Twins Eric and Daniel Guiffreda are examples of character, commitment and compassion
by lisa tramontana
You won’t find many brothers who are closer than Eric and Daniel Guiffreda. Originally from Ponchatoula, they grew up doing everything together, and today at age 32, are fellow firefighters who have answered many calls to serve and protect others.
“You rarely come across men who are so genuine and have such character,” says colleague Stephen Gibbs. “They have helped a lot of people. Their influence and service goes way beyond the walls of this fire station.”
That’s because the Guiffreda twins have followed a career path that has included military service, first responder status and pastoral care. As they are both fond of saying, the best way to show your love for God is to love other people.
When they were still in junior high, Eric and Daniel joined Young Marines, a program that promotes character, leadership skills, community service and good citizenship. Their involvement with the group, along with being raised in a Christian home, shaped their personalities and hopes for the future. After high school, they joined the U.S. Marines. Eric had never wavered in his decision to enlist, but Daniel wasn’t sure until the last minute. “I had decided not to go,” he said. “And then right before the deadline, I called them up and said, ‘I’ll do it if we can ship out on the buddy system’” (together).
Active duty ended in 2005 and included deployments to Iraq. When the young veterans returned home, they were drawn to careers as firefighters. Daniel received his training in St. Angelo, Texas, and Eric trained at LSU Fire & Emergency Training Institute. Today, (both married with young children), they are paramedics with the Gonzales Fire Department – trained healthcare professionals who provide emergency first aid to fire and disaster victims.
As if their spirit of service weren’t enough, they are both chaplains as well, offering comfort not just to the injured, but to their fellow firefighters whose day-to-day responsibilities can be physically and emotionally overwhelming.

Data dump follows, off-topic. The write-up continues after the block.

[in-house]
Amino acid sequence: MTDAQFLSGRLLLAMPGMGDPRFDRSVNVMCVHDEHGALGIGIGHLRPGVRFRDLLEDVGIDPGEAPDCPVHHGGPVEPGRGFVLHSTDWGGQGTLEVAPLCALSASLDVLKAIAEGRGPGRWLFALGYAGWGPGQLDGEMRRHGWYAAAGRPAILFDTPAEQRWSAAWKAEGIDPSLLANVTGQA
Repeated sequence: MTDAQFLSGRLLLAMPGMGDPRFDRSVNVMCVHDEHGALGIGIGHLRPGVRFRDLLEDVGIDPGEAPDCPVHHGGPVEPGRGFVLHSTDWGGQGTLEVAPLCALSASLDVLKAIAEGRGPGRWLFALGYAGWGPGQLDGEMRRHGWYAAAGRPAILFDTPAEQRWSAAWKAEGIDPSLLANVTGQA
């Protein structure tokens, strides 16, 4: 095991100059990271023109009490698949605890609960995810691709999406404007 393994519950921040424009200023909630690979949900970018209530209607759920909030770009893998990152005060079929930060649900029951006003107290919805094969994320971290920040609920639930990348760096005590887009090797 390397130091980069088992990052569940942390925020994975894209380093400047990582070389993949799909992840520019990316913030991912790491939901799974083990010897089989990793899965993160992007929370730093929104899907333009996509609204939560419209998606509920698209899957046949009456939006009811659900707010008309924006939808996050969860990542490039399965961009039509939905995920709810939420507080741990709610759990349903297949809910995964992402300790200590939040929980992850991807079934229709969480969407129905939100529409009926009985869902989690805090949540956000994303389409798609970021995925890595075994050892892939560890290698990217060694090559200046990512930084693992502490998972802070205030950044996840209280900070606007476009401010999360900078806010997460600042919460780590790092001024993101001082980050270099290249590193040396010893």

“We’re all extremely close,” said Daniel of his colleagues. “We spend just as much time with each other as we do with our own families. We see a lot of bad things together, and sometimes, you just want to be able to talk to someone who can relate. Eric and I know from our own experience that personal struggles at work can spill over into family life. We know exactly how difficult things can be.”
Eric and Daniel are also members of the Critical Incident Stress Team, affiliated with LSU, and provide mentoring to first responders who need counseling. “They might help someone who is having trouble processing a tragedy or someone who thinks they are at fault in a particular situation,” said Gibbs. “Eric and Daniel have a way of talking to people that calms them and makes them see the value of what they do.”
Dealing with disaster victims is another opportunity for the Guiffredas to practice their faith. Especially as paramedics, they are sometimes faced with death. “Some people just know they are not going to make it,” Eric said. “We pray with them and make sure they know they are not alone. The hardest part of the job is having to tell the family that a loved one has died. In that case, we have to just be there and listen to them, whatever they need to get through it.”
Through their work and their ministries, some basic philosophies have emerged. One of the most important is that every individual is valuable in God’s eyes.
“Some people might have trouble feeling sympathy for a drug addict,” Eric said. “But that person is worthy of love and compassion like anyone else. The way I see it, that person is in bondage. In his heart, this is not what he wants for his life. Think about that and you’ll see the humanity that is there … in everyone.”
And there is only one race … the human race, says Daniel. “The colors of our skin might be different, but we are all created in God’s image. No one is above anyone else.”
Jesus set this example, Daniel added, when he cut through the cultural rules and racism of his time by engaging a Samaritan woman in conversation and meeting her at the point of her deepest need.
“We believe our calling as Christians is to do the same by meeting those who are hurting and directing them to ‘the God of all comfort’ who truly cares about them and who alone can bring them lasting hope.”
It’s really simple, though not easy, the brothers say. Love the Lord your God with all your heart, your soul, your strength and your mind. And love your neighbor as yourself.
“When you see a need, try to meet it,” Eric said. “Every single one of us deserves dignity and respect. And that’s why we should treat each other well. If everyone focused on that, all of our prejudices would fall away.”